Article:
ty clashes and the strain of deliberaapparently frayed the jurors' nerves.
r complained to the judge of a "serious
and there were signs of bickering in the
ns room.
Williams, 20, and Henry Watson, 29,
with attempted premeditated murder
felonies in the attack on Denny, who was
m his truck at a city intersect'on when
pted on April 29, 1992.

en discharged from
force after cross burning
RBANKS, Alaska — Four airmen accused
g a cross and uttering racial slurs have
discharged from the Air Force.
al proceedings against the men began last
ut charges were dropped when Col.
0. Fleming Jr., commander of the 354th
wing at Eielson Air Force Base, ordered
discharged.
four were escorted to the gates of the base
according to an Air Force statement A fifth
also was discharged but has until Oct. 20 to
ra review because he has more than six
of service.
ie of the men videotaped the building and
of a cross on a target range near
anks and that tape became part of the eviagainst them, said Master Sgt. Fred
r, an Air Force spokesman.

blems in Somalia blamed
present officials
GTON —American decision-makers
and including the president" were
e for the now-discredited tilt toward milt
in Somalia, Secretary of State Warren
said Sunday.
effort to apprehend Somali warlord
hued Farrah Aidid and his followers after
begantheir attacks on U.N. forces last June
d and natural response," Christopher
's "Meet the Press."
said, "I think it did get out of balance"
uch focus on the military and not
the political side of the problem.
we're all responsible for that, right up
ding the president," Christopher said.

The Daily News is printed
using recycled materials.

WCRH opening

Head
coach Paul
Schudel and

quarterback
Mike Neu
embrace after
the game-winning kick beat
Toledo 31-30.

WCRH CONTINUED ON
By Tim Wehnert, Chief photographer

e

wire!

Cardinals use late score to

break Rockets and keep
perfect record in MAC.

Ball
State
31

Toledo
30

by Michelle Linn

Sports editor

Toledo may have led the game
30-3 by the fourth quarter, but the
football team made sure it wasn't
over until time had run out.
Ball State added 28 points to its
score, including 20 in the fourth
quarter, to beat the Rockets 31-30 on
an extra point after time had run out
Saturday at Ball State Stadium.
This comeback surpassed the
record 20 points the Cardinals
scored against Central Michigan
last year in a 24-23 victory.
The final touchdown came when
quarterback Mike Neu made a 6-

Senior Erin
McCray hauls

By Erik Markov, Staff photographer

yard pass to flanker Erin McCray
with no time on the clock. Ball State
moved the ball 79 yards in the last
52 seconds of the contest before a
crowd of 10,187.
Neu passed for 469 yards, 297 of
which went to flanker Brian Oliver.
Neu's performance set a school
record for single-game yardage.
The Cardinals are now 3-0 in the
Mid-American Conference and 4-1
overall. Toledo drops to 1-2 in the
MAC and 2-3 overall.
In other conference games,
Central Michigan defeated Western
Michigan, handing the Broncos its
first league loss of the the year. Only
Bowling Green, who is 2-0 in the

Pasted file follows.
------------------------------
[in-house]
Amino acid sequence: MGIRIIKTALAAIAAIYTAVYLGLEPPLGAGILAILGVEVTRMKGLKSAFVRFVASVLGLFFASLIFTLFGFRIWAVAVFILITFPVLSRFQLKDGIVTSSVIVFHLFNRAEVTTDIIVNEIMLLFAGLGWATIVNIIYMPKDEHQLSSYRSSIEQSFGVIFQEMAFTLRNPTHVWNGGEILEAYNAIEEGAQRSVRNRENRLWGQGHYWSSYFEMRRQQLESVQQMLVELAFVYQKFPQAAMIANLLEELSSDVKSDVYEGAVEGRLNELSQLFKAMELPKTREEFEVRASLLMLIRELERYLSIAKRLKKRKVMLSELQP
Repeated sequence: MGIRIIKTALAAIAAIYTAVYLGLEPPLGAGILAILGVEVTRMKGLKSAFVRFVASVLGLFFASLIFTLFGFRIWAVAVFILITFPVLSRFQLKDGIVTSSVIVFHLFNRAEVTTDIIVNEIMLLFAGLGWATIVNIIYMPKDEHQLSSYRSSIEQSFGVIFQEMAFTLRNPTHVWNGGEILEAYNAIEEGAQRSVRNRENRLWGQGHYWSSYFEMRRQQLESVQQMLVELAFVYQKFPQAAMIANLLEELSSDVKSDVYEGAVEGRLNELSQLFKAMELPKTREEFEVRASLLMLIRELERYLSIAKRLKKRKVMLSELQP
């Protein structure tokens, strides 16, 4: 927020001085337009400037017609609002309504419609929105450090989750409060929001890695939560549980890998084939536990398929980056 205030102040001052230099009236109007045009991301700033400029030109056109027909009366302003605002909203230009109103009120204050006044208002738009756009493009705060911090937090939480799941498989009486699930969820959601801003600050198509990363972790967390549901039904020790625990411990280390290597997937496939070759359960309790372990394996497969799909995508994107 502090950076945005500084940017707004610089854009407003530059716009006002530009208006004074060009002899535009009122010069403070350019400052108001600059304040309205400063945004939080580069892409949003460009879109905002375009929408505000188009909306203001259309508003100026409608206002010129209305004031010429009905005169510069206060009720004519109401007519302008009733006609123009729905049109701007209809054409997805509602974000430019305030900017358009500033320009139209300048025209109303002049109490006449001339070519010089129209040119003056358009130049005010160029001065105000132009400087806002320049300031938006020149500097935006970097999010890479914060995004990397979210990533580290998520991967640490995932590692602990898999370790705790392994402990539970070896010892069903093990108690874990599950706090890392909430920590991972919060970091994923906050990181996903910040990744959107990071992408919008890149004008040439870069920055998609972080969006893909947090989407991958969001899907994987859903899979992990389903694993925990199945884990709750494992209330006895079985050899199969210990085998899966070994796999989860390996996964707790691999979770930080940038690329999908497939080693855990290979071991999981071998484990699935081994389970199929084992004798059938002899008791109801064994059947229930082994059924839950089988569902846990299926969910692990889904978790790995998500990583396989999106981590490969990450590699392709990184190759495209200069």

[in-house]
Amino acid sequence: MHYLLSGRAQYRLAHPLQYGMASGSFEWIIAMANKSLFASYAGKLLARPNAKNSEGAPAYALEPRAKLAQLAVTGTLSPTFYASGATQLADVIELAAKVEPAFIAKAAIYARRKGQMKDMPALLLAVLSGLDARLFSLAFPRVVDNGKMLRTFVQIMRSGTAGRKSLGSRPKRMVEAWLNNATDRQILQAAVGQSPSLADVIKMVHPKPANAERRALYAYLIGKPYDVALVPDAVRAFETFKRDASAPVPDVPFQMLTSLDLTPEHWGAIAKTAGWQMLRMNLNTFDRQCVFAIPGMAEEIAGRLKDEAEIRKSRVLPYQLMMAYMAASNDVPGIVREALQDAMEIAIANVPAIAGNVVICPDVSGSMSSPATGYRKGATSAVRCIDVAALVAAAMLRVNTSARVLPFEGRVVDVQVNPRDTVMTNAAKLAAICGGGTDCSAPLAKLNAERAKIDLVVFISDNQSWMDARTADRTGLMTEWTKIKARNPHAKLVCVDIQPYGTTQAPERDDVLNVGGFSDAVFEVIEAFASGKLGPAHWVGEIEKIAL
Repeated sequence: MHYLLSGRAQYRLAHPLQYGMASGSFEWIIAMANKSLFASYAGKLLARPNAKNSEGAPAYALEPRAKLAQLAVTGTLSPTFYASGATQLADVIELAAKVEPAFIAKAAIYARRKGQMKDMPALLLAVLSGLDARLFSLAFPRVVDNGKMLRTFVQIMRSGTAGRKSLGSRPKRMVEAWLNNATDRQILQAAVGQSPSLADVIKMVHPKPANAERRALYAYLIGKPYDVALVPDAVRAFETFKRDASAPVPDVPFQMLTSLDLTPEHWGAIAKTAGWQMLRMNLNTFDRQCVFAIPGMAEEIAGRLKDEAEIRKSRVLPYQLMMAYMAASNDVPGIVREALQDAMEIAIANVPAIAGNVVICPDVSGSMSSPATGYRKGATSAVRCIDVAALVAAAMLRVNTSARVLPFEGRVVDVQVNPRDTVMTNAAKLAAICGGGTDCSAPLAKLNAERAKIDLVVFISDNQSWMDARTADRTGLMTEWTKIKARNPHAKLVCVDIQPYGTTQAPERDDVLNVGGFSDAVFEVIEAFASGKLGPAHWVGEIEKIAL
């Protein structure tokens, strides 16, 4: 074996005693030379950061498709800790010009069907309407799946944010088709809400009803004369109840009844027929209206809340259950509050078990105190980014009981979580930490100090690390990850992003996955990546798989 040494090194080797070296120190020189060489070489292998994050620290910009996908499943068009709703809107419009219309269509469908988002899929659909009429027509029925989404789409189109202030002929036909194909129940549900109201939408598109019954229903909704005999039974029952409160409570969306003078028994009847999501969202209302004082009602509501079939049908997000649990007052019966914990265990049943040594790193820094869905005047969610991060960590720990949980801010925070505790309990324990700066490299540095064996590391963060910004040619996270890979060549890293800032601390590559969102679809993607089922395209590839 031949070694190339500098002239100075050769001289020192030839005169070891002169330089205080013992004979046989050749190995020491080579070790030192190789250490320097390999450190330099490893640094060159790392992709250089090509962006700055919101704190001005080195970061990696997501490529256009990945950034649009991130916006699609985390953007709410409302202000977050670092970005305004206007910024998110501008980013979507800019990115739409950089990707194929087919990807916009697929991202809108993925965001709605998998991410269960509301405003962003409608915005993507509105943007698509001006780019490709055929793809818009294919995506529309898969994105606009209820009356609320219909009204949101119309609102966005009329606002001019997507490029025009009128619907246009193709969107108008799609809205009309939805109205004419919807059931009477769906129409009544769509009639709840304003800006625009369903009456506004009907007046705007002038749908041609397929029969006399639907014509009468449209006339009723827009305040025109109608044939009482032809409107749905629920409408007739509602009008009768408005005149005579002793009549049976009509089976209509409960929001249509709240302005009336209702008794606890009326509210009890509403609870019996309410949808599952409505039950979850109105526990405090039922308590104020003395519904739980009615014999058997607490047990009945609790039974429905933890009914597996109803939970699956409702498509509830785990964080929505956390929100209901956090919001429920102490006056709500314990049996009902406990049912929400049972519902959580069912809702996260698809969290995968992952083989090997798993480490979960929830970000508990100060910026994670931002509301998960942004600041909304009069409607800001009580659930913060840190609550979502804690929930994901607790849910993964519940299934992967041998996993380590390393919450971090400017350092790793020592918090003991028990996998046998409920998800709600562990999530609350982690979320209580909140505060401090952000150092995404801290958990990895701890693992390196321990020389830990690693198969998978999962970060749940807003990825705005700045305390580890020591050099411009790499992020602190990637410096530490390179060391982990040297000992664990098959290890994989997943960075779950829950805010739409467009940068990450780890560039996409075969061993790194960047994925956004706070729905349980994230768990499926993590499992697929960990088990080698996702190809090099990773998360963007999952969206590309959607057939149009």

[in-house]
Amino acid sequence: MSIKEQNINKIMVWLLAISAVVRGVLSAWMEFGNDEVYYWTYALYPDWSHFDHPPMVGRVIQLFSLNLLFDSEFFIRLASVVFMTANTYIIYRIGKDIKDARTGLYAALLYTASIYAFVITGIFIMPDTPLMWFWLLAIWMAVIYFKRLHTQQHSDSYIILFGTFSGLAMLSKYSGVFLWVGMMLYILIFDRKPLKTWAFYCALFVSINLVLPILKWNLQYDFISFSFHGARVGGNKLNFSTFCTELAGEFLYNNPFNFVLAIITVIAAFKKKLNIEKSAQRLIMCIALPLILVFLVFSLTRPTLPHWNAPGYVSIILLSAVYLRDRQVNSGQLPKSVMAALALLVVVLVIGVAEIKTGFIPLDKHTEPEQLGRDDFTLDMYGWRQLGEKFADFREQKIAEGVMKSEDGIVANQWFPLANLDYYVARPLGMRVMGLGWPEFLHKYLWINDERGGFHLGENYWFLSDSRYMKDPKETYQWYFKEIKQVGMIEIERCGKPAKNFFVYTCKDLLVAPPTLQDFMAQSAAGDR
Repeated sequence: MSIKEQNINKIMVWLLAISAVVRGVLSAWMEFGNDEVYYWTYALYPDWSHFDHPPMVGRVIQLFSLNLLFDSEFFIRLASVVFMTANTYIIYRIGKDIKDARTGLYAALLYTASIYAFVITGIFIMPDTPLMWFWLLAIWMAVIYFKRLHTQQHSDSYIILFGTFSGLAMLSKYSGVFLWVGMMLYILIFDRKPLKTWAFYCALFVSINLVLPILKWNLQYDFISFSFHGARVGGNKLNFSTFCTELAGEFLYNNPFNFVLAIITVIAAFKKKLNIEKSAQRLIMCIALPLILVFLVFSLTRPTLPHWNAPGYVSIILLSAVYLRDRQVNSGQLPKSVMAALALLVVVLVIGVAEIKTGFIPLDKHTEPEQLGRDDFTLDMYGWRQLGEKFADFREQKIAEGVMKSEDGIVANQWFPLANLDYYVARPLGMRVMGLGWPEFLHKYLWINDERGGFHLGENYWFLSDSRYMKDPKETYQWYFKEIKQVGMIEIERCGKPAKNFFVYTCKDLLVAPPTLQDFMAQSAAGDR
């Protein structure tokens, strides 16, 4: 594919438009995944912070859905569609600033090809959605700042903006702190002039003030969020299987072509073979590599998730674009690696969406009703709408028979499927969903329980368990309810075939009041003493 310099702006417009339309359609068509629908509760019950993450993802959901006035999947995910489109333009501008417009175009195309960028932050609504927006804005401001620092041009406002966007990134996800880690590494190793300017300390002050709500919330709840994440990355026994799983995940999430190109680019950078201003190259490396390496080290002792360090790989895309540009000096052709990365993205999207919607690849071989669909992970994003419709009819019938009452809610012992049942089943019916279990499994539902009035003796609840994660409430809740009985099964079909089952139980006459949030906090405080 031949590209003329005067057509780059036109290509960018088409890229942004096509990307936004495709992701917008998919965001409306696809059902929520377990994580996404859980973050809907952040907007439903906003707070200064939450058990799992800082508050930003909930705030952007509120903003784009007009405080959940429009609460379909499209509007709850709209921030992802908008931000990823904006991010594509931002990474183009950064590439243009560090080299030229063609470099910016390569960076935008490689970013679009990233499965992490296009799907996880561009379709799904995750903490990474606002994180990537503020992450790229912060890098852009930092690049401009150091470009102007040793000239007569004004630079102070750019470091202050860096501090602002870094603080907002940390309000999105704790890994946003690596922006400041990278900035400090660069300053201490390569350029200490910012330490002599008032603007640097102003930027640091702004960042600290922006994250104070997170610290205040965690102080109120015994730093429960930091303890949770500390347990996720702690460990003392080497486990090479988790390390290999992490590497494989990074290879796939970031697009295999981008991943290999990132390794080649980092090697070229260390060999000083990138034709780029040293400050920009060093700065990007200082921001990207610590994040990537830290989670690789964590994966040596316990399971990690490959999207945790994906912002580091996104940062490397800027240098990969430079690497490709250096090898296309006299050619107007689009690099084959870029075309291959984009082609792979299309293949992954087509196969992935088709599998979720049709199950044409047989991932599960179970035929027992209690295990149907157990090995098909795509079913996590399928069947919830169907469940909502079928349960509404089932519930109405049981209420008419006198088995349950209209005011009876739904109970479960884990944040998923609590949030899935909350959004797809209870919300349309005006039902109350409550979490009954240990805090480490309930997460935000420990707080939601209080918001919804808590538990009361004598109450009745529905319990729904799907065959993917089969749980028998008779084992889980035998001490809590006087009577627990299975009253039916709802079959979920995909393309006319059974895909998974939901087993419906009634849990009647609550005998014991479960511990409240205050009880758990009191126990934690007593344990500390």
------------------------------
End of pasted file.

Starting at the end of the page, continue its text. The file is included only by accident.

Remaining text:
MAC after defeating Ohio, and Ball
State have perfect records in the
conference.
It looked as though the
Cardinals might be handed their
first MAC loss because Toledo was

in the touchdown which
gave Ball State
a 30-30 tie in
the fourth
quarter with no
time left on
the clock. Matt
Swart's extrapoint kick won
the game.

able to shut down the hosts' running
game.
With tailback Tony Nibbs only
collecting 29 yards, Ball State resorted to the hurry-up offense, something the Cardinals usually reserve
for emergency situations.
"I knew coming in this would be
our stiffest test to date defensively,"
head coach Paul Schudel said. "I
thought that we might hold our own
and it would be a low-scoring
game."
Until this contest, Toledo had
allowed only one touchdown in the
second quarter of its last 10 MAC
contests.
"They did a great job executing,"
Toledo head coach Gary Pinkel
said. "We had trouble putting some
pressure on so it was kind of a
Catch-22."

CARDS CONTINUED ON PG.

PG. 2

■ HOMECOMING 1993

Bad weather
cancels parade
Groups which were scheduled to
participate will be reimbursed after
parade was canceled because of rain.
by Andrea Hill

Chief reporter

"It's Homecoming Day 1993. I'm not here right now.
Have a good day and hope the rain stops by 9 a.m."
This message on Homecoming Adviser Charlotte
Shepperd's answering machine summarized the feelings of the Homecoming committee and Alumni
Association Saturday. Bad weather caused the parade to
be canceled.
"When we heard the state police reports that thunderstorms and heavy rains were in the area, we decided
to cancel the parade," said Doug Beddome,
Homecoming chairman.
Shepperd said the cancellation was out of the committee's hands because "it was due to nothing other
than the weather, which we couldn't control."
This year's parade would have been the largest ever
for a Ball State Homecoming. Lori Shepperd, Charlotte's
daughter and parade committee chairman, said there
were plans for "floats, bands, equestrian displays, batons
and a separate band contest during the parade."
There were also plans to break the world record for
the largest marching band in a parade.